conquering the cardoon

September 28, 2012 § 6 Comments

Cardoon ~ you can see that this edible plant is also an exotic ornamental!

Believe it or not, this is Friday’s FFwD posting for a vegetable side dish of Endive, Apples and Grapes with locally grown cardoon (still growing above) standing in for not locally grown endive. For those of you unfamiliar with cardoon (and until a few days ago I was a member of that group) they are related to artichoke, both in flavor and appearance. The main difference is that you eat the stem of the cardoon instead of the thistle flower bud of the artichoke. They are handled similarly in preparation and cooking, although there’s considerably more effort in cardoon preparation but justifiably more reward in the yield. Here’s a slideshow preview from Saveur on the process.

Start with one cardoon plant straight from the field. Remove the stalks as you would celery, but watch out for the prickles or wear gloves. Gloves will also prevent your fingers from being stained, but I found them too clumsy to wear, so I still have very brown fingertips three days later. You need to work with the stalks one at a time all the way through the following preparation to prevent them from turning brown before cooking. Of course this makes a lengthy preparation take even longer, but I remind you here, the rewards are great (if you are an artichoke lover)!

Use a knife to remove any remaining leaves and the prickles on either side of the stalk. Here is the cardoon stem “de-fanged”.

Use a paring knife or peeler (or both) to remove the strings and skin from the outside of the stem (the peeler is safer, but the strings tend to clog it up). Flip the cardoon over and carefully pull the thin white film off the inside of the stem. Rinse the stem under water often to keep it from browning (oxidizing) while you are preparing it.

Here’s what the outer skin and strings look like (I pulled most of the strings out with the paring knife and then cleaned it up with the peeler), and here’s what the white film from the inside of the stalk looks like.

The cleaned stalks go immediately into some acidulated water (water with vinegar or lemon juice added). Once you have a potful, place them into a pot of clean water with lemon juice and salt and parboil them for several minutes, depending on the desired doneness and whether they’ll undergo further cooking.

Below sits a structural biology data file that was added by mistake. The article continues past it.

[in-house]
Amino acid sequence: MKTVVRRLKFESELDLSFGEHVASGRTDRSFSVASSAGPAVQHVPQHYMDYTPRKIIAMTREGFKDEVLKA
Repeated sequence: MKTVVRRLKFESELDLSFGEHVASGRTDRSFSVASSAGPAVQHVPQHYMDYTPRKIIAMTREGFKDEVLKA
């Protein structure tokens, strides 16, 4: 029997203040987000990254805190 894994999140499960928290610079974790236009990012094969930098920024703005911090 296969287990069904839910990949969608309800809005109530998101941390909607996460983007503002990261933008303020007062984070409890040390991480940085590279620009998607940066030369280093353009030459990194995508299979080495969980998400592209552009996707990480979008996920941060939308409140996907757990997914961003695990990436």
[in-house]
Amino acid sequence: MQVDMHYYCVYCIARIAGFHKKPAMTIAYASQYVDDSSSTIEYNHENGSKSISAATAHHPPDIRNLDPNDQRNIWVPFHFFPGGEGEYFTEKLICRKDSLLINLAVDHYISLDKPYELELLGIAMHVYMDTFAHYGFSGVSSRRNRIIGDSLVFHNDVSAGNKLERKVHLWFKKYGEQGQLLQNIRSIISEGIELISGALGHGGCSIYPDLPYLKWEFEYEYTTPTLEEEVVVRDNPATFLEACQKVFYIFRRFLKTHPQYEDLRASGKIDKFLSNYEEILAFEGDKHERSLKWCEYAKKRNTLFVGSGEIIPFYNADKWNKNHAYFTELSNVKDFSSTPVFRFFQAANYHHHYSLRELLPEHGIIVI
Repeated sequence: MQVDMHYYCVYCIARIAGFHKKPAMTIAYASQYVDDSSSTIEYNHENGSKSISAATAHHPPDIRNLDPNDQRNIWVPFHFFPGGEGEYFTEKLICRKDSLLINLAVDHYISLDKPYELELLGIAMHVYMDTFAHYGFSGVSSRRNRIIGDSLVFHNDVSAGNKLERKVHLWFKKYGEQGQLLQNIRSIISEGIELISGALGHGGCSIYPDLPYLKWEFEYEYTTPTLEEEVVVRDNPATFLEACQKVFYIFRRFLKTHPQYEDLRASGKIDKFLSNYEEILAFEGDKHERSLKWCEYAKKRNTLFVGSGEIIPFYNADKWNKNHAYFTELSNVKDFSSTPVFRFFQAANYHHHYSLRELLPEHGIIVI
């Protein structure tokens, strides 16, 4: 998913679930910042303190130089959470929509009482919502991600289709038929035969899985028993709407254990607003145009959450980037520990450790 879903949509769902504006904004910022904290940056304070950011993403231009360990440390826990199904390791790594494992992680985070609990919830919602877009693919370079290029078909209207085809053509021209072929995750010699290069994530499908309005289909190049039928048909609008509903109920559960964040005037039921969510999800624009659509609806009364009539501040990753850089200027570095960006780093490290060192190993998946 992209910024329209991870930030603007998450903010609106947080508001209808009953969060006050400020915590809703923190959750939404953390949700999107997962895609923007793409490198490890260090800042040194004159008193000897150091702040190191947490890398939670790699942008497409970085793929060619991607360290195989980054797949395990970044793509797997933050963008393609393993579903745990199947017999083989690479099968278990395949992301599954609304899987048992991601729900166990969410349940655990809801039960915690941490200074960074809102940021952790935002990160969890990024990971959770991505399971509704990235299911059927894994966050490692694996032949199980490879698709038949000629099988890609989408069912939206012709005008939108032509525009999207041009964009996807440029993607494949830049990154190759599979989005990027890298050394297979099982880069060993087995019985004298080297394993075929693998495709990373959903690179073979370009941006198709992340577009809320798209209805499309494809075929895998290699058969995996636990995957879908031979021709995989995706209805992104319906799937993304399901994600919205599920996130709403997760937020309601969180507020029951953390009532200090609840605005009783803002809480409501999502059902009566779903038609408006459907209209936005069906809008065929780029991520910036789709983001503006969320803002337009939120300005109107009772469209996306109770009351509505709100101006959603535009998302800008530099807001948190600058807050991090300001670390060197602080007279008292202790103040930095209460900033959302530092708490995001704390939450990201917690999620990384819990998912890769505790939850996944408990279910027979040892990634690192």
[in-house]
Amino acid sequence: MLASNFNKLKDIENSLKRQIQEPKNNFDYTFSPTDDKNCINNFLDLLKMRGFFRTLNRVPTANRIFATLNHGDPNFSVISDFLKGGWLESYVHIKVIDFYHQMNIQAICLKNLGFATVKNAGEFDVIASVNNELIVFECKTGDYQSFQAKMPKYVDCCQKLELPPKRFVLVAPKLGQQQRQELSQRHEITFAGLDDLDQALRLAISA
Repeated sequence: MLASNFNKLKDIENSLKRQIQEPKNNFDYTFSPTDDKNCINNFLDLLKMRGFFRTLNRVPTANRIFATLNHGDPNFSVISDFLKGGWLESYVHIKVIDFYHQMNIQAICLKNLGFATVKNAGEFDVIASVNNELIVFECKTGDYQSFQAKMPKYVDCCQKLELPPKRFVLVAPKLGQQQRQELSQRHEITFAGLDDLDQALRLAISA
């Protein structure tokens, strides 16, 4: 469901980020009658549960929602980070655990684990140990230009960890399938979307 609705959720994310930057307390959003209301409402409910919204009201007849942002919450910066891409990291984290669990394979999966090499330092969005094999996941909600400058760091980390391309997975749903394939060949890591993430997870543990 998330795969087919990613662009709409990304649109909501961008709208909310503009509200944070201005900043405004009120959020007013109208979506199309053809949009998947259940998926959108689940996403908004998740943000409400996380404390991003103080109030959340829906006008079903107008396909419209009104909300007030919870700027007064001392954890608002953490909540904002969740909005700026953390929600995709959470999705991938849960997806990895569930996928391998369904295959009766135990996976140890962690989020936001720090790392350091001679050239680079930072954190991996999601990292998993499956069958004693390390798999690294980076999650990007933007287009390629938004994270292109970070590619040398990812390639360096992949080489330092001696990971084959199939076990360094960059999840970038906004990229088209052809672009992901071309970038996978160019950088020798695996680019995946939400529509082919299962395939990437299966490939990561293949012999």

Finishing the dish is quick and easy. Slice the cardoons crosswise no larger than 1/2″ (makes them easier to chew as they can still be fibrous) and sauté in a little butter or olive oil (or both) with a sprig or two of rosemary. While that’s cooking, slice apples (I like skin on) 1/4″ thick and add to the pan. Occasionally stir or toss for even cooking, but it’s nice to get some caramelization on the edges of the vegetable and fruit. Finally toss in some whole grapes and cook until they start to release their juice. I really reduced the cooking time for this dish to get a much fresher result; I was also running out of time because cardoon preparation took so long. But I and the guests were very pleased with the result! All of the ingredients came from my friends’ Max and Wink’s orchard, vineyard and garden, and the dish was part of a celebratory wine grape harvest dinner at their winery.


where France meets Spain

September 21, 2012 § 11 Comments

I’ve always been a little confused whether the Basque region is part of Spain or France. Turns out it’s part of both. Called the Basque country, it straddles the northern Pyrenees mountain range and borders the Atlantic ocean. Here’s a map courtesy of Wikipedia.

File:Euskal Herria Europa.png

The FFwD group made chicken basquaise this week. When you see ‘aise’ appended to a country’s name, that simply means “in the style of” in French. Basquaise implies peppers and tomatoes and lots of them, so it’s a perfect late summer dish to use our locally grown vegetables which are in abundance and great variety right now.